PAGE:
When that was dry, I poured a bunch of Gorilla Glue into the hole in the clay, set the neck in place in the hole, and let it sit for a few hours to dry. I used two wine bottles and some masking tape to hold the head in the right position while the glue set (see pic a few paragraphs down). Gorilla Glue expands a huge amount as it dries, so it filled up the hole around the neck support and then some; the glue expanded up out of the hole a little bit. This was fine, as the neck wasn’t perfectly flush with the base, and I needed to fill in that area a bit. I used a small amount of clay to fill in the shape between the neck and base, and covered it over with two layers of paper maché.

Making the letters

SLY skull sculpture - designing the letters

I designed the “SLY” letters in Photoshop, laid out as a smaller layer and a larger layer, to create the stroke effect around the letters. I printed out two copies of the letters and cut them out with a lot of extra paper around each one. I pasted one copy of the letters onto craft foam (these would become the outer shapes of the letters) and the other copy onto pasteboard (for the inner shapes). I used the same wallpaper adhesive for this that I use for paper maché; I just smooth a ton of paste onto the surfaces with my hands, add the piece of paper, and smooth more paste over them.

When these were all 100% dry, I carefully cut the letter shapes out with a pair of good sharp scissors. I soaked the foam letters in water for about ten minutes to make the paper print-outs easy to remove. For the pasteboard letters, the print-outs were permanently glued onto them, and that was fine.

SLY skull sculpture - attaching the letters

I pasted the larger craft foam letter shapes (dark brown, above) onto the cylindrical base of the sculpture, let them dry, and then pasted the smaller pasteboard letters (in white, above) onto them. I used tons of paste for all of this so that it would soak into the letters as much as possible and really bond everything together.

When all this was dry, the sculpture was done! Now it was time to paint.


I brought the sculpture outside and applied three light coats of spray gesso (not shown), waiting about two hours between coats. The gesso goes on somewhat thick and helps to smooth out the textures of the paper maché sculpture a little bit.

SLY skull sculpture - black spray paint

The next day I applied a coat of black spray paint over the whole sculpture. I let that set outside for 24 hours.

SLY skull sculpture - white acrylic paint

I then brought the sculpture inside and did the rest of the painting by hand with acrylic paint. First I applied a coat of white acrylic paint over the whole sculpture with a foam brush, which lightened the sculpture but didn’t cover the black paint completely, and it left a lot of nice rough texture. I let that dry and added a second and third coat of white to accentuate the highlights of the protruding areas and skipping over the recessed areas.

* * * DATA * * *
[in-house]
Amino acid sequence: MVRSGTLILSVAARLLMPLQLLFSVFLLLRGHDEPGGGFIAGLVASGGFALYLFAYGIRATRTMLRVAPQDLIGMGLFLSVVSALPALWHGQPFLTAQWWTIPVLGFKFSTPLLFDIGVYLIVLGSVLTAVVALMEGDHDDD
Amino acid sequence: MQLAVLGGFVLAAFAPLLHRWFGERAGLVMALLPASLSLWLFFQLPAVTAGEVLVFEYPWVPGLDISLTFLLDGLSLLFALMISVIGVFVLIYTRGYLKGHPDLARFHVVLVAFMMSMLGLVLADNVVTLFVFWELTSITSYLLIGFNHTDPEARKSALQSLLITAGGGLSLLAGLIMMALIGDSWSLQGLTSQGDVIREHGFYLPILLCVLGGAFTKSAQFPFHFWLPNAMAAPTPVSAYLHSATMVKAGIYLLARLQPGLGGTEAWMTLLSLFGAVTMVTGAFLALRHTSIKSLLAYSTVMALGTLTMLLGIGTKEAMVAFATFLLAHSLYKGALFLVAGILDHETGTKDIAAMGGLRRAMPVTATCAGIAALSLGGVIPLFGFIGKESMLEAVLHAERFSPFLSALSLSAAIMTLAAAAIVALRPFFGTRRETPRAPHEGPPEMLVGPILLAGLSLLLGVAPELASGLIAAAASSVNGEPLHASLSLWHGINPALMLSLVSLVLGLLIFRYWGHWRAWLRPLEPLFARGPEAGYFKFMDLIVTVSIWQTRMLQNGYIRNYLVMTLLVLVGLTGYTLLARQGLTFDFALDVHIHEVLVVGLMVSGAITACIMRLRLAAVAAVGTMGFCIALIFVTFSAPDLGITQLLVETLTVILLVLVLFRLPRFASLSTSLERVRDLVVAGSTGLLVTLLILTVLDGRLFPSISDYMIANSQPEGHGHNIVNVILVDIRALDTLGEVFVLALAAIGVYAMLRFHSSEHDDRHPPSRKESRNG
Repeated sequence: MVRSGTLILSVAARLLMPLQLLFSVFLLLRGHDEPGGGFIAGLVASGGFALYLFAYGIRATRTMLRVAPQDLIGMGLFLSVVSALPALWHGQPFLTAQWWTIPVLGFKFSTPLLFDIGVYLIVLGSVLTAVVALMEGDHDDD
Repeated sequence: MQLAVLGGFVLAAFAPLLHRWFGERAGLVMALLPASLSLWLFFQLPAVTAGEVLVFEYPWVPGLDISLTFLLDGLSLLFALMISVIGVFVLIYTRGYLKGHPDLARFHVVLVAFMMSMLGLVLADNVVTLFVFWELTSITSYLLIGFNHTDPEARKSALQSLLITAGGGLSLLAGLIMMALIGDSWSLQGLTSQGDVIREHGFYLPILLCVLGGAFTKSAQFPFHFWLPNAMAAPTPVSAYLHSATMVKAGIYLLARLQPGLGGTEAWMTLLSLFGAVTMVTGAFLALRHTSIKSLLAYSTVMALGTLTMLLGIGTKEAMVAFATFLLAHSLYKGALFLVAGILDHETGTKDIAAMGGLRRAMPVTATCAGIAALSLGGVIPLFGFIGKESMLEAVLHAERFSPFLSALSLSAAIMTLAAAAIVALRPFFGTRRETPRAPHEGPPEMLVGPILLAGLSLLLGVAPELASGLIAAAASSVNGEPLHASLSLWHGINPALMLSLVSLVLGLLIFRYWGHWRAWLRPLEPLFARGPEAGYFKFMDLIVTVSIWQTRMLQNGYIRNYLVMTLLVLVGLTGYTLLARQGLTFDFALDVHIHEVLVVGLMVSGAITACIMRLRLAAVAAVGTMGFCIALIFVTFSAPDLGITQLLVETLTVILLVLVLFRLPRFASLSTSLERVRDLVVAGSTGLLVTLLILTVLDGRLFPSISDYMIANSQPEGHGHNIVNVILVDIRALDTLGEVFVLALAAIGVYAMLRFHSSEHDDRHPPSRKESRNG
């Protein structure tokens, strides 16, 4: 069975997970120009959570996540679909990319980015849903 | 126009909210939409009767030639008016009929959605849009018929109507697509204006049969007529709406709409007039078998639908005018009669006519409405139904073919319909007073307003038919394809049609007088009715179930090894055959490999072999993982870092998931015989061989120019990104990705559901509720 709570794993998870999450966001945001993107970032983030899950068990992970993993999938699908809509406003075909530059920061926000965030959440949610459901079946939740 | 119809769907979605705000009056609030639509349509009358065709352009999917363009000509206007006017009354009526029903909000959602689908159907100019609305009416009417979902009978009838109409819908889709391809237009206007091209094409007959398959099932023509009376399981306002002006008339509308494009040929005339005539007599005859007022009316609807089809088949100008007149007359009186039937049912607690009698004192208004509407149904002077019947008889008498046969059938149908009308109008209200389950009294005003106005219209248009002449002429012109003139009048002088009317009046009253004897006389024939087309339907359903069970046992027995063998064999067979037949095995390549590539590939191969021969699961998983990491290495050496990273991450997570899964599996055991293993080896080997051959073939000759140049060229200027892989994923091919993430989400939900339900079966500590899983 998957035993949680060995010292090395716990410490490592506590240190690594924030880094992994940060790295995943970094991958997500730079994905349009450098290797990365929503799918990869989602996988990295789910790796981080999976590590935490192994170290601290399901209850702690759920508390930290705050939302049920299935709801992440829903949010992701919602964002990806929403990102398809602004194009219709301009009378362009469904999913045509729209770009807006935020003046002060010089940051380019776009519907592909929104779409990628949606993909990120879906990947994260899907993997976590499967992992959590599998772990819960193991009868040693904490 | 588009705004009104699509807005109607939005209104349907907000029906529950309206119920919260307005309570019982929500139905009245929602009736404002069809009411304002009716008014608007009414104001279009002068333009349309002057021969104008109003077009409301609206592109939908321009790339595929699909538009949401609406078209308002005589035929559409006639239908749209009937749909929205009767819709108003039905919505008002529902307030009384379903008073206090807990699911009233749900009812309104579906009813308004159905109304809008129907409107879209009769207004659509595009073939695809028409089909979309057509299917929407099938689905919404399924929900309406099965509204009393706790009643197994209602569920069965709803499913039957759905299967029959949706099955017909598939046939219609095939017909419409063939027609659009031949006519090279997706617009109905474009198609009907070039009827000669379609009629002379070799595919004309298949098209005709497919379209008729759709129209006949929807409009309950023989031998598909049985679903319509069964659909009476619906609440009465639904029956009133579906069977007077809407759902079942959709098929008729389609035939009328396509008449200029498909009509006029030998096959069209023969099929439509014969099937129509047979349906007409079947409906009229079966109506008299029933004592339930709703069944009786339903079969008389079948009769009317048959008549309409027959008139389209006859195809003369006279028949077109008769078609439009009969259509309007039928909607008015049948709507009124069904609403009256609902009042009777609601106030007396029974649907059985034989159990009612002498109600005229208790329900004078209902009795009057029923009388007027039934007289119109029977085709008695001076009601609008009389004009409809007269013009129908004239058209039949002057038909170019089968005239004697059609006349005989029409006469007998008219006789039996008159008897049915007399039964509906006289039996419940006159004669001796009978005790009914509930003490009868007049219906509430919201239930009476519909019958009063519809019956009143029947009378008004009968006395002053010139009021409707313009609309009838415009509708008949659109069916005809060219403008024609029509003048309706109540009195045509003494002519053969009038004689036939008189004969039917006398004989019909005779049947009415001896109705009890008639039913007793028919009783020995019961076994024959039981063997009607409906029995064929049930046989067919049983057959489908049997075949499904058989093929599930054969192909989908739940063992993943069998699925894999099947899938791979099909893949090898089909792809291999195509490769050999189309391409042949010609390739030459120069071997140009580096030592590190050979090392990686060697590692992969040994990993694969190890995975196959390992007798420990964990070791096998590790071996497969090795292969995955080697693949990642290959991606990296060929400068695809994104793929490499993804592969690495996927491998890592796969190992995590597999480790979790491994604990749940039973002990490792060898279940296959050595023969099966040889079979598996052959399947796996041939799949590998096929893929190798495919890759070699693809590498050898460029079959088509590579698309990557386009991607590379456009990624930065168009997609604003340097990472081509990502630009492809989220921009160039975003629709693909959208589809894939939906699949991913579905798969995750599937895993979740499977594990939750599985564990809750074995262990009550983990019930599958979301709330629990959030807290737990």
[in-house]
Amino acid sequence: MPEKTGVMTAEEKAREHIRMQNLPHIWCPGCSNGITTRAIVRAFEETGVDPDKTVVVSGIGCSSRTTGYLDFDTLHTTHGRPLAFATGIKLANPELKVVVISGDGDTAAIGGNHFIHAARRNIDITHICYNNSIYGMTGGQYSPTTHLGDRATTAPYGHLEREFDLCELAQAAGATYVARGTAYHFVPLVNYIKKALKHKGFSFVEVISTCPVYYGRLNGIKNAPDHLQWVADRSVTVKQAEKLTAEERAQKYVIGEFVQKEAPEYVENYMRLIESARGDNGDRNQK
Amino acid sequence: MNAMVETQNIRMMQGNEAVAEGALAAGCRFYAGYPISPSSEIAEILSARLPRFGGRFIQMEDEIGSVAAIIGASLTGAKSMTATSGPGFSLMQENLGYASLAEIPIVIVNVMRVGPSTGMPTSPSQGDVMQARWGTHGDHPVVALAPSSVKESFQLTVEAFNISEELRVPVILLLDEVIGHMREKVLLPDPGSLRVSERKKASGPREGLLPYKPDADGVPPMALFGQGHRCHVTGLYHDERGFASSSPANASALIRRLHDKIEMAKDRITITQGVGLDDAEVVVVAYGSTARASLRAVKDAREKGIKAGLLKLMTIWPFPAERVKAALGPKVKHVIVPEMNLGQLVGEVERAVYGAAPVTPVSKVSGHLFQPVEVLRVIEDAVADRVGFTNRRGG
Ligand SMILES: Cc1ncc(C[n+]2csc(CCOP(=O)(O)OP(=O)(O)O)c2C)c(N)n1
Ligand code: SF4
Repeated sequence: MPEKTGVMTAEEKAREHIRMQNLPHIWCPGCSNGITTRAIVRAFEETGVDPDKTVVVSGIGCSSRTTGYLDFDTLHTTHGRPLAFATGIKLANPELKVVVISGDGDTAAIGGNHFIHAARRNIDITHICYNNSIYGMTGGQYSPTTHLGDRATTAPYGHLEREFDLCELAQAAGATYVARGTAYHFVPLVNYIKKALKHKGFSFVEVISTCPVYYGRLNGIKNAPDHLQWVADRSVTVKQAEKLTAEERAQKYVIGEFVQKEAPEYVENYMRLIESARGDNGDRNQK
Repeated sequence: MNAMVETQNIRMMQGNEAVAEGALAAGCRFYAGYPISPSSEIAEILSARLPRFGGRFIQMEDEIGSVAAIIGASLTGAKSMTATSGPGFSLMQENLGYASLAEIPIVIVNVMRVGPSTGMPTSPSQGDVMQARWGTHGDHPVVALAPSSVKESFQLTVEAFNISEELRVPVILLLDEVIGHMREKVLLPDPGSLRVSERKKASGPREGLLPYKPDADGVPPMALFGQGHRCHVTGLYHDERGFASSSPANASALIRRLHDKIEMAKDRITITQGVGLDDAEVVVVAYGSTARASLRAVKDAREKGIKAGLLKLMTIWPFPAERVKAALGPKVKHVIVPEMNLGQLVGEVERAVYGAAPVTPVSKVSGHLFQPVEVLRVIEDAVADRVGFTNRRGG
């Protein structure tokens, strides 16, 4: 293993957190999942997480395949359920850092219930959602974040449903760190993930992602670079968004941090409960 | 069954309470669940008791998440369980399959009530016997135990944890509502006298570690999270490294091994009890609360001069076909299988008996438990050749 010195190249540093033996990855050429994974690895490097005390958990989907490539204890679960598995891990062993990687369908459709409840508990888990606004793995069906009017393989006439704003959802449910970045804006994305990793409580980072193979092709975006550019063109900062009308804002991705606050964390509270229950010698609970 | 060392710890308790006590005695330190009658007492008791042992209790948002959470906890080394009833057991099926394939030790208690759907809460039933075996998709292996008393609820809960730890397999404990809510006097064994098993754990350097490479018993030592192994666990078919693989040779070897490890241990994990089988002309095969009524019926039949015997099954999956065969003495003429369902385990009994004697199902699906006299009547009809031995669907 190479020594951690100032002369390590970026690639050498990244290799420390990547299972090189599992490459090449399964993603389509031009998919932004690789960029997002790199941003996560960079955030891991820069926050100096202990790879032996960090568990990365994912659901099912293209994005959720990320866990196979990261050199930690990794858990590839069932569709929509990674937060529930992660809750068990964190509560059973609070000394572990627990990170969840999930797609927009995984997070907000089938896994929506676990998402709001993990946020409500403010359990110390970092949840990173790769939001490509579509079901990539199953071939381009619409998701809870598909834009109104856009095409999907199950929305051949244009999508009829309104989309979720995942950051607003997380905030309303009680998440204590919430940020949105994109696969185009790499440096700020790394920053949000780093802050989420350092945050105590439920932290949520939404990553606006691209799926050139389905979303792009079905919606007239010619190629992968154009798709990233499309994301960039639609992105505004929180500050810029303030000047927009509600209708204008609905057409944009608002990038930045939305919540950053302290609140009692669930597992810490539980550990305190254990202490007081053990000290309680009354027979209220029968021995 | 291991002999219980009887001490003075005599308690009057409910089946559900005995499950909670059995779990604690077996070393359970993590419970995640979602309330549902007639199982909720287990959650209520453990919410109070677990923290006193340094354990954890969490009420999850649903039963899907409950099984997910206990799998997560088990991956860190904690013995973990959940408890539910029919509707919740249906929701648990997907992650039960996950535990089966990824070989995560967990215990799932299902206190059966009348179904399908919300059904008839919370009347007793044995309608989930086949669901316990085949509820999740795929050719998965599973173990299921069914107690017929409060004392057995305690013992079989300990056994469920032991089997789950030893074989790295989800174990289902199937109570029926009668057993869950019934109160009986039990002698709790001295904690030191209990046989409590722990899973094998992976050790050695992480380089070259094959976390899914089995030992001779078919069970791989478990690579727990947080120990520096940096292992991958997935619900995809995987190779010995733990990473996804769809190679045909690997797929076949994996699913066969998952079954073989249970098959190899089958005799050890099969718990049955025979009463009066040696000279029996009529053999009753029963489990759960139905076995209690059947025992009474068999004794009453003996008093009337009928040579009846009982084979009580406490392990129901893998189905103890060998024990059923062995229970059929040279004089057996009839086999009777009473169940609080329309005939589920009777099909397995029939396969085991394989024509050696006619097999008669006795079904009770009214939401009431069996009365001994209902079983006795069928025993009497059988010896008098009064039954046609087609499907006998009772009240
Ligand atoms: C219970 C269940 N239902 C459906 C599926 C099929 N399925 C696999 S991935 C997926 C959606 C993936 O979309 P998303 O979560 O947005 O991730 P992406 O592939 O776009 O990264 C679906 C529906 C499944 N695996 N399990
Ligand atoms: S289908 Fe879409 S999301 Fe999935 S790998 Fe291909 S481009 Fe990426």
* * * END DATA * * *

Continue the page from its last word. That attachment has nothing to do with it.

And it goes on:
I then did a few alternating steps of dirtying up the surface with watered-down black acrylic paint, letting that dry, and then adding more white acrylic paint on the highlighted areas, letting that dry, repeat, until I achieved a nice balance.

SLY skull sculpture - red acrylic for the hair

I painted the hair with red acrylic paint, just one coat, to let the texture from the black and white coats show through a little bit. When the red was dry I added a coat of brown acrylic paint on the left side and back of the hair.

Somewhere along the way here I added a lot of detail to the teeth; I painted thin black lines between and around them, and faded the gumline back with watered-down white. I also painted some thin vertical lines on the teeth with watered-down black, let them dry, and then painted over them with watered-down white, to create some very subtle striation.

SLY skull sculpture - shading with black acrylic

I added some shading on the brow ridge, cheekbones, etc, with a stiff brush and the absolute minimum amount of black acrylic paint I could get onto it. I’d just barely dip the brush in the paint, then rub most of it off on a piece of paper, and then use this nearly-dry brush to dirty up the shaded areas a little bit. When that was done, I dialed the effect back a little bit with some watered down white acrylic. The finished effect accentuates the highlights and shadows of the skull in way that looks pretty natural. Compare the brow/forehead in the above side by side pic with the previous row of three pics a little higher up the page to see what I’m talking about.

SLY skull sculpture - 3d letters

I painted the base black with a large stiff brush to leave some of the white/gray texture showing through. I very carefully painted the letters red, let them dry, and then used watered-down black paint to darken up the outer stroke area and accentuate the shadows there.

SLY skull sculpture - finished!

And voilà! I finished the paint job with a coat of matte spray and let it set outside for a day or two. And that’s it, this thing is all done and ready to ship!

SLY skull sculpture - ready to ship

SLY skull sculpture - side view

SLY skull sculpture - painting finished!

Interested in commissioning a paper maché sculpture, mask, or cosplay accessory? See my page about custom paper maché pieces.

Interested in commissioning a piece from me? Please see my page about custom paper maché pieces. Please email me; don't put your request in a comment below.